Taking Off on the Ten Commandments

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This classroom strategy employs satire in studying the Ten Commandments. By using humor to analyze various societal structures (like MTV, the mall, or soap operas), students have the opportunity to see the "truth" in the tradition. This activity sounds like a fun one!

This classroom strategy is based on a method used by Fr. Steve Brice while teaching religion at Aquinas High School, La Crosse, Wisconsin.

Young people love humor and satire. One way to alleviate pressures students feel from the culture around them is to have them compose their own "Ten Commandments" of their culture or of a societal institution that significantly influences young people's attitudes and behavior. For instance, they might compose a "Ten Commandments According to MTV," a "Ten Commandments According to the Shopping Mall," or a "Ten Commandments According to Soap Operas." Here are some steps to follow.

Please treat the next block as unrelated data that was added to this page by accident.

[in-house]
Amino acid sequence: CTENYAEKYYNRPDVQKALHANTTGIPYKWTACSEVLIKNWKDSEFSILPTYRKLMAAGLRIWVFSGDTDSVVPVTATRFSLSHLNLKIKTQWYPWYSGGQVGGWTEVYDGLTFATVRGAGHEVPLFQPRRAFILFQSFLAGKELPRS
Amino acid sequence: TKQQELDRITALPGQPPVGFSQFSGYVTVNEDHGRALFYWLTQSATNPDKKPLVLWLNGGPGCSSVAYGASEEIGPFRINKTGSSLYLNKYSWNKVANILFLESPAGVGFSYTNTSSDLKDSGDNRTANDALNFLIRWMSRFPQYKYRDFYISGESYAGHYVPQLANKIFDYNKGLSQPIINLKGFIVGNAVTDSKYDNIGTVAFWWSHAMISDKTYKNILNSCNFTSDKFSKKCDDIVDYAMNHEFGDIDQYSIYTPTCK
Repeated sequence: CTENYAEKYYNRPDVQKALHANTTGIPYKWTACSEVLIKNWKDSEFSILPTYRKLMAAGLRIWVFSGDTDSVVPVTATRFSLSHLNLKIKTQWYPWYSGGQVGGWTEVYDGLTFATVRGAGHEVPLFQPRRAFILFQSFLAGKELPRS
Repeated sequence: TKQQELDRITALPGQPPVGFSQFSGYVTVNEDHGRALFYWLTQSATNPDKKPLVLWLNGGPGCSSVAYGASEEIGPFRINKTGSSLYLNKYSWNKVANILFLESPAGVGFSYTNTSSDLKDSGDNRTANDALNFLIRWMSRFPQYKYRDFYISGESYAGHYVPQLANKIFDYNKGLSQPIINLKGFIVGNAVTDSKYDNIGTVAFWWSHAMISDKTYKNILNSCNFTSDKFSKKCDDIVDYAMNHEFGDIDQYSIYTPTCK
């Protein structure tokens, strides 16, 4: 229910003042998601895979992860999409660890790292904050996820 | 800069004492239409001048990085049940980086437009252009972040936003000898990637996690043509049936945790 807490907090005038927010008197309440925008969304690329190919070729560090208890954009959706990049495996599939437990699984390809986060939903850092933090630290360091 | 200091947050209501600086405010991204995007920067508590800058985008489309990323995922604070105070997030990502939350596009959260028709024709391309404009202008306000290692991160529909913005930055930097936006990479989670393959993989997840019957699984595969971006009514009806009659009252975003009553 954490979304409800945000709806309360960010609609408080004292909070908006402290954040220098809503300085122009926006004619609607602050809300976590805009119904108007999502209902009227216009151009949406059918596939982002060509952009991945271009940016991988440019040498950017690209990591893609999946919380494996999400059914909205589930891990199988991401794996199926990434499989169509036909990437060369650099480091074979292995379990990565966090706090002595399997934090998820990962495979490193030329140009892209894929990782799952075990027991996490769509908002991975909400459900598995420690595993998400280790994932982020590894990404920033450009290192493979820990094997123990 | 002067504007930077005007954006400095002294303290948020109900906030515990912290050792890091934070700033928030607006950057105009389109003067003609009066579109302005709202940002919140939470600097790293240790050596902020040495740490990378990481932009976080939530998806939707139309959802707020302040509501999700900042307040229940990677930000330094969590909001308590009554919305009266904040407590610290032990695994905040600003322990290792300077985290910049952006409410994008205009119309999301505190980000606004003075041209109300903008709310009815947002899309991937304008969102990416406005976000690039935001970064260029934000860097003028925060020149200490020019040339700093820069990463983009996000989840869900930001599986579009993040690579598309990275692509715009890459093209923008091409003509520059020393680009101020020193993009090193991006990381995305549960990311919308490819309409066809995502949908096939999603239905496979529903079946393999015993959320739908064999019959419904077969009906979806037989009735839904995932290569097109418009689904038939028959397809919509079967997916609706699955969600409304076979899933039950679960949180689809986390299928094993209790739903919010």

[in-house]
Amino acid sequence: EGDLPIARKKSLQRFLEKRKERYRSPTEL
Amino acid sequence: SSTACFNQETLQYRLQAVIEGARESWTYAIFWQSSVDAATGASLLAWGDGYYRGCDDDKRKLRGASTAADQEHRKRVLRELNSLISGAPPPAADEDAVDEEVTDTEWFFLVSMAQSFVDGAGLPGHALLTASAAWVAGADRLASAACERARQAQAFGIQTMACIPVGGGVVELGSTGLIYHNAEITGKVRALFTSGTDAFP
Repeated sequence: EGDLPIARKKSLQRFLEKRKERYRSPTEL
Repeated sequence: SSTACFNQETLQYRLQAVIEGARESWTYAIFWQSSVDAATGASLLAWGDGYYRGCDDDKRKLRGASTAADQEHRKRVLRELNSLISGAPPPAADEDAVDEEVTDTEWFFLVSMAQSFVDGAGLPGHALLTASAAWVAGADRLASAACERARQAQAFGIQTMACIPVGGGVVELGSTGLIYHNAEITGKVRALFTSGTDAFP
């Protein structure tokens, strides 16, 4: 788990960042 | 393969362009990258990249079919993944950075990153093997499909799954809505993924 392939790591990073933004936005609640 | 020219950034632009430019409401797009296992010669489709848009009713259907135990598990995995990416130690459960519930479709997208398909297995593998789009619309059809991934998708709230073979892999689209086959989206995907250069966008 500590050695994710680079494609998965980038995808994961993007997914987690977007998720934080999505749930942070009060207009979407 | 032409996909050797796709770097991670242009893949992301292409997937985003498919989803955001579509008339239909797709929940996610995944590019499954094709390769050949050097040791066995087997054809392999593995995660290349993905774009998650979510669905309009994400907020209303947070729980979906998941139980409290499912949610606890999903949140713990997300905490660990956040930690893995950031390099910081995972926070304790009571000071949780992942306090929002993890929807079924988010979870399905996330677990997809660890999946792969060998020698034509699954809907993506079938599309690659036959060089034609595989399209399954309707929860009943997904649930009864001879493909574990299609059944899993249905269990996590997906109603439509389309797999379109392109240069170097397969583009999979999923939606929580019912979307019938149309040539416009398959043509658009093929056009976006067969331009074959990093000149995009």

1. Begin by brainstorming with the students to come up with a list of societal groups, institutions, media personalities, shows or publications, and so on, that heavily influence their culture. Encourage imagination and fun. They may come up with groups or institutions you would never think of! Write this list on the chalkboard.
  2. Then, to make this exercise more fun, divide the students into groups of four to six. Allow each group to choose a different item from the chalkboard. Have them compose a "Ten Commandments" according to that item. Give them newsprint or poster paper on which to write the final version of their "Ten Commandments." They may want to decorate this version suitably, so provide felt-tip markers. Twenty minutes should be enough time.
  3. Ask each group to present its "Ten Commandments" to the class. As an optional activity, they could put on a skit that shows someone grappling with her or his "conscience" over whether to break one or more of these commandments.
  4. It is amazing how much perspective the students display when given the opportunity to satirize societal institutions that pressure their attitudes and behavior. Wasn't that what Mad Magazine of our own youth was all about--giving us distance and perspective on society through satire?


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Published October 1, 1992.